I find it interesting that each book has its own agenda and many times, self-serving claims. I’m starting to understand that this is the nature of exploration and its concomitant rewards. And it is the grasping nature of the human mind - a flaw endlessly addressed in the Tibetan Buddhist teachings. What an odd paradox for this most sacred landscape!

On the other hand, on our journeys we weren’t seeking fame or financial gain or a place to conquer. We had only one agenda. As one of the most spiritual and last unexplored places on the planet, our expeditions were motivated by a life-long interest in Tibetan Buddhism and a lust for the adventure and magic of the natural world. And I believe it was traveling with this intention that compelled the “Hidden Lands” to uniquely reveal themselves to us.

After 20 years it’s our turn to tell our story.

And what a story it is!

Gil 

Earth’s Mystical Grand Canyons
Richard D. Fisher – 1995

The Last River: The Tragic Race for Shangri-la
Todd Balf – 2000

Courting the Diamond Sow: A Whitewater Expedition on Tibet’s Forbidden River
Wickliffe W. Walker – 2000

Frank Kingdon Ward’s Riddle of The Tsangpo Gorges: Retracing the Epic Journey of 1924-25
Edited by Kenneth Cox – 2001

The Siege of Shangri~La: The Quest for Tibet’s Legendary Hidden Paradise
Michael McRae – 2002

Hell or High Water: Surviving Tibet's Tsangpo River
Peter Heller – 2004

The Heart of the World: A Journey to Tibet's Lost Paradise
Ian Baker – 2006

Last Seen in Lhasa: The story of an extraordinary friendship in modern Tibet
Claire Scobie – 2006

Tibet Wild: A Naturalist’s Journeys to the Roof of the World
George B. Schaller – 2012

In addition to many articles, the following books and films provide updated information on the area.

Namche Barwa Grand Canyon: Revealing the Secrets of a Green Canyon
Sichuan Fine Arts Publishing House – 1998

Secrets of the Tsangpo Gorge - A National Geographic Special for National Geographic TV
(Film) Bryan Harvey, Producer – 1999

Into the Tsangpo Gorge: The epic first descent of the Everest of rivers…
(Film) Outside Television – 2002

The Yarlung Tsangpo Great Canyon: The Last Secret World
Zhang Jimin - 2006

Water: Asia's New Battleground
Brahma Chellaney – 2013

 

“Gil…. You have to write a book!”

I have been told this countless times.

“Oh I will…. Someday when I have time.”

Over the years this has been my patent response.

Having recently returned from a 1,200-mile bicycle ride across Namibia and South Africa (where I spent 8 – 9 hours a day pedaling), I had plenty of time to think.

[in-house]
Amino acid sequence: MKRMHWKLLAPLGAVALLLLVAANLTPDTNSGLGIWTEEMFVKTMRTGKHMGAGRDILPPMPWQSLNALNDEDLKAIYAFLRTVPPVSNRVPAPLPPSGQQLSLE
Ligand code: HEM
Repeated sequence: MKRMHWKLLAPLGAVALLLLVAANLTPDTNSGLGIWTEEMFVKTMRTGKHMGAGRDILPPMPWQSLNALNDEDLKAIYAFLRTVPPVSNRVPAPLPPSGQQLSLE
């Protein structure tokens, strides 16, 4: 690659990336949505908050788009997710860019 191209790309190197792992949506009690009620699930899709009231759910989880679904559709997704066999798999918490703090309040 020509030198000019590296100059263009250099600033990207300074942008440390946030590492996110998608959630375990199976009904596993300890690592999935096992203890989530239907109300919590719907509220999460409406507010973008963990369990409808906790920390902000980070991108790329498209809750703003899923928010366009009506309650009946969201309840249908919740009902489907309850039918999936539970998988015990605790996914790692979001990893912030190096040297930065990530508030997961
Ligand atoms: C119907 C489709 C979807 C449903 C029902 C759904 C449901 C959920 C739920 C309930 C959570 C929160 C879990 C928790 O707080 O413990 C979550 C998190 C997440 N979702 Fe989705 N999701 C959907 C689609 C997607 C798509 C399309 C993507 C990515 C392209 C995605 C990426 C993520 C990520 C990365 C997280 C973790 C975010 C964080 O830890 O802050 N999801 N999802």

I came to the conclusion that writing a book is like extended travel, if you wait until you have enough time and enough money it will never happen.

So here I go.

Gil

107 gillenwater

"Spirit reveals itself to those with a higher purpose."

Oh how I would love to be an atheist!

But I can’t.

My life experiences dictate an ever-present energy that can be harnessed – a divine guidance of coincidence if you will. As a lifelong student of Tibetan meditation master, Chögyam Trungpa* (I am not a Buddhist), and a lover of the outdoors, I learned that there is a natural strength or force that can be intentionally invoked. Trungpa referred to this as the “Dralas”. (Drala in Tibetan quite literally means Dra = enemy, la = above. So Drala means above the enemy or beyond aggression, beyond obstacle.)

*On our 1995 expedition, Troy, Todd and I followed Trungpa’s arduous 1959 escape route from Tibet to India over the Doshung-La Pass.

According to Trungpa, Drala is a quality of “vividness” where our phenomenal world actually comes alive to speak to us. This is the “living” quality of the natural world.

Drala is non-dualistic. It will not appear when we operate under the delusion of a separate self. We experience it only when we realize that we do not exist independently – that we are living beings in a living and interdependent world.

The practice of meditation draws Drala into our lives. Service to others invites Drala into our lives. Courage attracts Drala into our lives. (Hence the idea of a Rancho Feliz “Guardian Warrior” http://www.ranchofeliz.com/.) Any activity we undertake that subordinates the individual ego to the good of the communal ego invokes Drala into our personal situations.

As part of my meditation training, many years ago I attended a Shambhala Naming Ceremony in Boulder, Colorado. The ceremony was conducted by Chögyam Trungpa’s eldest son and current lineage holder Sawang Ösel Rangdröl Mukpo (Trungpa died in 1987). Not knowing me, and amongst the hundred or so other participants, the Shambhala name he bestowed upon me was “Drala Warrior”. I found this strangely interesting. As defined:

Drala: The ever present quality of “magic” in all things. Energy beyond dualism (aggression). The unconditional wisdom and power of the natural world.
Warrior: One who, in every moment, is brave, fearless and without deception in generating warmth and compassion for others. One who, through personal discipline, has attained freedom of not being afraid of who he is.

This is a tall order – one I work on daily.

This calling upon the “magic” of the natural world will be a recurring theme in my book. And let me start with this example. As you may know, I was looking for a solitary place, a long way away, in a cold climate, on a beach, where I could stay for four months and concentrate exclusively on chronicling my Tibet adventures. Four days ago a friend emailed me that he and his wife had a beach house on an island, in a cold climate, on the ocean and they would appreciate my housesitting it for four months. I leave on January 2, 2017.

Drala truly is the “Commander of Coincidence”.

Gil

Post Note: I’m a left-brained guy – a real pragmatist. I recoil at the philosophical platitudes so bantered around these days: “Just live in the moment, Everything is energy”, blah, blah, blah and so on ad nauseam. Yet what you will read on this Blog and in my book actually happened. These were our experiences – backed by photographs, journal entries and recordings. I can’t begin to explain them other than in the context of the Dralas I describe above. Though grounded in Buddhism, the lessons I learned and will convey in my book are not esoteric gobbledygook. They are practical realities that can be implemented in our own lives to help each of us on our individual journeys.